Apparently, negotiations have been hot and heavy over a Boeing demand that the Machinists union agree to a no-strike clause, or risk the company moving 787 assembly to South Carolina. But…
… less than a week ahead of a Boeing board meeting to discuss the choice, the labor talks are deadlocked and hindered by distrust on each side, according to a high-level person close to the negotiations.
Really? The Machinists distrust Boeing? Could it have anything to do with the company’s demand that the union give up the only real collective bargaining lever it has?
Anyway, given the tone and tension of the negotiations, here’s my carefully considered recommendation for how to settle this seemingly intractable dispute. The Machinists union should agree to Boeing’s ridiculous demand for a no-strike clause. And then, if as feared, Boeing refuses to negotiate the subsequent contract in good faith, they should strike anyway.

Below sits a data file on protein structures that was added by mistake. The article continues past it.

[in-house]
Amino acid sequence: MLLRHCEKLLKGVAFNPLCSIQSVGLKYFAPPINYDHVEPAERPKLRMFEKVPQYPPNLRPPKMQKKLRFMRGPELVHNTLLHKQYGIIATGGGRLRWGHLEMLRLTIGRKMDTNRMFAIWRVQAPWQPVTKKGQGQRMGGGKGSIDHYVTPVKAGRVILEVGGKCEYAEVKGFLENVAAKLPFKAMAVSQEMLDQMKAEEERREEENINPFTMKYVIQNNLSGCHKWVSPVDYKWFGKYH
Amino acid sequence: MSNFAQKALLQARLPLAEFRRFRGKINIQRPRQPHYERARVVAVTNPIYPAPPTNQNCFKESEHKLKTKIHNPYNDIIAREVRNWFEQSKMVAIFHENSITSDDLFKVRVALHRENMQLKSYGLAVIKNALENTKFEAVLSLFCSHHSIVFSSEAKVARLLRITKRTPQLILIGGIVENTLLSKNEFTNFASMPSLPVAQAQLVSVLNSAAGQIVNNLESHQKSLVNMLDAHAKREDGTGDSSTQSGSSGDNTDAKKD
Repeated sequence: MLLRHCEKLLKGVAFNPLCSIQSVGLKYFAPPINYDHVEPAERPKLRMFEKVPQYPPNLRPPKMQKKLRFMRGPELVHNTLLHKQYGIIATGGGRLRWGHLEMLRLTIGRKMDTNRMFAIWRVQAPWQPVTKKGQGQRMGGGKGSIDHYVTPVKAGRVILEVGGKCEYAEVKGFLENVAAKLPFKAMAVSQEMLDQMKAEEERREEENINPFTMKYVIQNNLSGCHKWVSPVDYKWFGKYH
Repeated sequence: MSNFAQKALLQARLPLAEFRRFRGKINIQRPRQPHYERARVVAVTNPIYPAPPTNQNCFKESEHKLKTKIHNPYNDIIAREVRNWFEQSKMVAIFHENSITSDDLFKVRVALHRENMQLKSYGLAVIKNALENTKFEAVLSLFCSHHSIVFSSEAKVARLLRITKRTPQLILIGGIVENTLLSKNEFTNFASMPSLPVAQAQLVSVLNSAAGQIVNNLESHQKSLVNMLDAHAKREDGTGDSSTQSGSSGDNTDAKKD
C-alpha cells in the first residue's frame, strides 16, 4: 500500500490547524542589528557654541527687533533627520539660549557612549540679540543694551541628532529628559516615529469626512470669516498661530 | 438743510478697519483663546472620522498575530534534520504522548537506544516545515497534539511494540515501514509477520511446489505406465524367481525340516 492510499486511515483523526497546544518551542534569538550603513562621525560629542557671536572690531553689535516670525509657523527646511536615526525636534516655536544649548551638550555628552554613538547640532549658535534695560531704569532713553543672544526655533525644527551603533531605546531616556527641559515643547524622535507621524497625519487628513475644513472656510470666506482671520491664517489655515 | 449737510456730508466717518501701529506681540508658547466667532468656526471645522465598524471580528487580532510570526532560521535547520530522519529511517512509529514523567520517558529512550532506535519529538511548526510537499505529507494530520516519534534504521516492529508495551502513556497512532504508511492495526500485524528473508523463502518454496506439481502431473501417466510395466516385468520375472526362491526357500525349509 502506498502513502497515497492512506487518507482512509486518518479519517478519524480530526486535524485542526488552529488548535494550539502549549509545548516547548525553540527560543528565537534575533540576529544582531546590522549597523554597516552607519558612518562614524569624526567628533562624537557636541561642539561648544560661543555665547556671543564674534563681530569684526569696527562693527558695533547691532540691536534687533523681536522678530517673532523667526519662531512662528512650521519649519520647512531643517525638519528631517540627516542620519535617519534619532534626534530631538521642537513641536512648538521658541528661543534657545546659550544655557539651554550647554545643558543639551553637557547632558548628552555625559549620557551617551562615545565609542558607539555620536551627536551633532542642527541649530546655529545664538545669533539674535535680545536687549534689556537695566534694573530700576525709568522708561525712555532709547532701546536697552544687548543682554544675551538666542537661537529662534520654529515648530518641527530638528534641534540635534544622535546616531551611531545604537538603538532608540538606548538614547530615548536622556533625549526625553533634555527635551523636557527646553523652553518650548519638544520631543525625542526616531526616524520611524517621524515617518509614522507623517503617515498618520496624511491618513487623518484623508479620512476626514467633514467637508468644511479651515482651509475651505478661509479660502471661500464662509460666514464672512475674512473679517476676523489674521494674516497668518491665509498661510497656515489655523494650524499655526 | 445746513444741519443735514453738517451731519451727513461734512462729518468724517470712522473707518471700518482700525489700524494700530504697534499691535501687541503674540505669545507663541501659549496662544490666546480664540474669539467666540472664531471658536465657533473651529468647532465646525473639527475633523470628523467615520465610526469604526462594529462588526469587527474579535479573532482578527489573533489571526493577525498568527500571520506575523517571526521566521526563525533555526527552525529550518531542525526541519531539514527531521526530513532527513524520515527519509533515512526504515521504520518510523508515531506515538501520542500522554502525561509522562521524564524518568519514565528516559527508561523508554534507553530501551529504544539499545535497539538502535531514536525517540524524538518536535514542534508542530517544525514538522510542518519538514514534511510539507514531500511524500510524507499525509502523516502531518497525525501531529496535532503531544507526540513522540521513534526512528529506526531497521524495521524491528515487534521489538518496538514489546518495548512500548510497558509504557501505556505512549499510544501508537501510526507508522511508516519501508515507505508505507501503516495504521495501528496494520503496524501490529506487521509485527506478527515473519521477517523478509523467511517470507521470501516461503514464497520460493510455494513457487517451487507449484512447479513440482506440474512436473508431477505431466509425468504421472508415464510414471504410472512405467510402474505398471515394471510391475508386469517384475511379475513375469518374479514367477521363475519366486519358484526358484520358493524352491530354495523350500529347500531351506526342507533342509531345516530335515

Some might argue that such an approach would be dishonest and disrespectful, but, well, Boeing set the tone for these negotiations, so why should the Machinists treat the company with any more sincerity than the company has treated them?
And besides, this way everybody wins. Boeing executives get to save face and claim victory in beating down the unions, all the while keeping production where economically it makes most sense… the Machinists get to keep their jobs while giving up nothing substantive in return… and in the end, nothing really changes but the bragging rights.
I’d make a helluva diplomat, wouldn’t I?